'The stresses, forces and loads per unit area tending to abrade, wear and detach such tires from their rims are of the same, or substantially the same nature and kind and of similar or greater magnitude than those to which such lifters are subjected in the drums of ball mills.'

9

The District Court properly found that if Svensson's use of the metal clamping bar to hold the lifting means in place was novel at all, in light of the prior Porteous patent, it was merely a new use for a clamping means (originally employed on bicycle tires) that was 70 years old at the time this patent was granted. See Strauss patent, No. 449,502 502 (Appendix 6), and Overman patent, No. 1,092,078 (Appendix 7).

10

The District Court not only found that every element of the Svensson patent was old and within the scope of the prior art, but also that it was obvious at the time the invention was made to persons having ordinary skill in the art of clamping rubber to metal. 35 U.S.C. 103 (1952). In so crediting the testimony of the Appellee's experts we cannot say that the District Court erred in fact or law. Rule 52(a), Federal Rules of Civil Procedure.

11

The Appellants protest that theirs is the first commercially successful rubber ball mill lining. However, commercial success is not proof of patent validity. See Graham v. John Deere Co., 383 U.S. 1, 17, 86 S.Ct. 684, 15 L.Ed.2d 545 (1966); Anderson's-Black Rock, Inc. v. Pavement Salvage Co., 90 S.Ct. 305 (U.S.S.Ct., Dec. 8, 1969).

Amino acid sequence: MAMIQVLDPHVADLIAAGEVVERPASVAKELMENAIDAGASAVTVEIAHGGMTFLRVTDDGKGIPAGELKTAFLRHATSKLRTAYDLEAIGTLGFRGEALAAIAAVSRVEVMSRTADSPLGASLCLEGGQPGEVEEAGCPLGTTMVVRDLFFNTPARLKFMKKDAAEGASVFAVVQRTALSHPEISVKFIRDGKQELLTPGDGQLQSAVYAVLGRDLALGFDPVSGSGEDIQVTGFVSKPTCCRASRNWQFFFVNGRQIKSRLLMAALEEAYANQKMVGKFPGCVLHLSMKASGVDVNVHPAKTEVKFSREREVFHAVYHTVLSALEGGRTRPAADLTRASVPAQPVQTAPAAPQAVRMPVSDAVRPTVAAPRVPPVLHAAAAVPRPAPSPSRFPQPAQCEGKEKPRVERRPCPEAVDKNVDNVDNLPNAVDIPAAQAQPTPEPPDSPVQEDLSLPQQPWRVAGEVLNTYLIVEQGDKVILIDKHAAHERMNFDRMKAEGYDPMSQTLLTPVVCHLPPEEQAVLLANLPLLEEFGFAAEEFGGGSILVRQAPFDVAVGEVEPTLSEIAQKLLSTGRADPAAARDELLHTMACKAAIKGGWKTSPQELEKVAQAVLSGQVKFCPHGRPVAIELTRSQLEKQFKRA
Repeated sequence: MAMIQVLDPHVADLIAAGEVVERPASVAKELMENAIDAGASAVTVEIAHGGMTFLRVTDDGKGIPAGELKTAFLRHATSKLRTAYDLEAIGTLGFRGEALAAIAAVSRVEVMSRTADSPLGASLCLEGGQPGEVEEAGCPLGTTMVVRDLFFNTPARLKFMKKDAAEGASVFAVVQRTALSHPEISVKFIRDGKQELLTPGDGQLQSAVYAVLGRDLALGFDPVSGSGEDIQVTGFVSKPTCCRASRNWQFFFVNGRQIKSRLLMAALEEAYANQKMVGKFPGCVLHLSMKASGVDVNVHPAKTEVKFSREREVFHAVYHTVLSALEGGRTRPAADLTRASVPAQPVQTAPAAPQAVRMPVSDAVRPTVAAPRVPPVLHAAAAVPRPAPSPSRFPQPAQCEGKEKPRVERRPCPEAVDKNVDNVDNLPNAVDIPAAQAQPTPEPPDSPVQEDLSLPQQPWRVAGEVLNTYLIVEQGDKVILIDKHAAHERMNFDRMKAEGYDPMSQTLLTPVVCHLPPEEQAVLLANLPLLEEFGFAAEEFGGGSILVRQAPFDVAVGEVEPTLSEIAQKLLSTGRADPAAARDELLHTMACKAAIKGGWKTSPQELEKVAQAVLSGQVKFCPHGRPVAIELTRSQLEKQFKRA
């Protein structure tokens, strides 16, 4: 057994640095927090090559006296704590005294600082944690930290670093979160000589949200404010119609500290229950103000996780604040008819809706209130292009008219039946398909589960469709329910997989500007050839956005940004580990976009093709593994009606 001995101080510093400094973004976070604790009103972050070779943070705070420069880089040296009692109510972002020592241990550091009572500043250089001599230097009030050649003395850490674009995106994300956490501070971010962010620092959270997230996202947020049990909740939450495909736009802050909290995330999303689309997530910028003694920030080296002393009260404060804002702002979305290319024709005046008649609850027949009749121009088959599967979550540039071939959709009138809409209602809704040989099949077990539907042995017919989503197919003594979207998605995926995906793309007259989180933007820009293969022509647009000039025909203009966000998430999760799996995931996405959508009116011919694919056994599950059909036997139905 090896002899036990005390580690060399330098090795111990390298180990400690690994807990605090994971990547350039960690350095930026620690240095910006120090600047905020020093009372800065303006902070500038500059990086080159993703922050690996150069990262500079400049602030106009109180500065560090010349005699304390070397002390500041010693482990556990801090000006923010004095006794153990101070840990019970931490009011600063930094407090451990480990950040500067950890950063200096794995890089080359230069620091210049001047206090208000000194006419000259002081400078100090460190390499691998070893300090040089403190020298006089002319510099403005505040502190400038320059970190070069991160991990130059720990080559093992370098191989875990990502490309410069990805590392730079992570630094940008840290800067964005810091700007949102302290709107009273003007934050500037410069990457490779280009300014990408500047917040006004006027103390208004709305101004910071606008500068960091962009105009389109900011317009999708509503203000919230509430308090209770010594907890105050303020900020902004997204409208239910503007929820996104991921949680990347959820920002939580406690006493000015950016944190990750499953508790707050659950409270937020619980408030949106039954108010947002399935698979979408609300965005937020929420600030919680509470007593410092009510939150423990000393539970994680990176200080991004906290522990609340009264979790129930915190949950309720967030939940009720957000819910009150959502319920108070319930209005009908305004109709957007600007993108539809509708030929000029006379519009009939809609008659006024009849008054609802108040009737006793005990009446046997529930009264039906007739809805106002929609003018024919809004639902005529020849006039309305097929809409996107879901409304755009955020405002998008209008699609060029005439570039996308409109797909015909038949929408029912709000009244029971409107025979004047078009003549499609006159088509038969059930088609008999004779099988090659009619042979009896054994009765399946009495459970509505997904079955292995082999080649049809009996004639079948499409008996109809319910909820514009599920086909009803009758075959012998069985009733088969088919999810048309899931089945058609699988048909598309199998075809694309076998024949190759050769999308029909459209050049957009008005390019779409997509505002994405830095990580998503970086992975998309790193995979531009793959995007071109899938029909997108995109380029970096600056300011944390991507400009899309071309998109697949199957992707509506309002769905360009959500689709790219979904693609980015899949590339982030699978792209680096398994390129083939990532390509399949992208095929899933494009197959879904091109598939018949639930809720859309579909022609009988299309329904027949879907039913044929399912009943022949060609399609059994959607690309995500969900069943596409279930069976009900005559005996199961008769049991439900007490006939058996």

12

'Commercial success is a relevant consideration only in a close case; it does not by itself establish the validity of a patent.' Kaiser Industries Corp. v. McLouth Steel Corp., 400 F.2d 36, 42 (6th Cir. 1968).

13

The judgment of the District Court is affirmed.

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1

'What we claim is:

1

Wear lining of rubber for rotary drums, comprising a plurality of adjacent sections of separate rubber lifting means and separate rubber lining plates disposed between the said lifting means, the said lifting means being provided with an internal slot having bars inserted therein, said bars having threaded pins welded thereon for holding the lifting means

2

Wear lining of rubber for rotary drums, comprising a plurality of adjacent sections of separate rubber lifting means and separate rubber lining plates disposed between the said lifting means, the said lifting means being provided with an internal slot wherein bars having threaded holes are inserted for holding the lifting means

8

Wear lining according to claim 7, and in which the rubber lining plates are held to the wall of the drum by a pressure exerted by the lifting means on the bottom walls of the recesses in the longitudinal edges of the rubber lining plates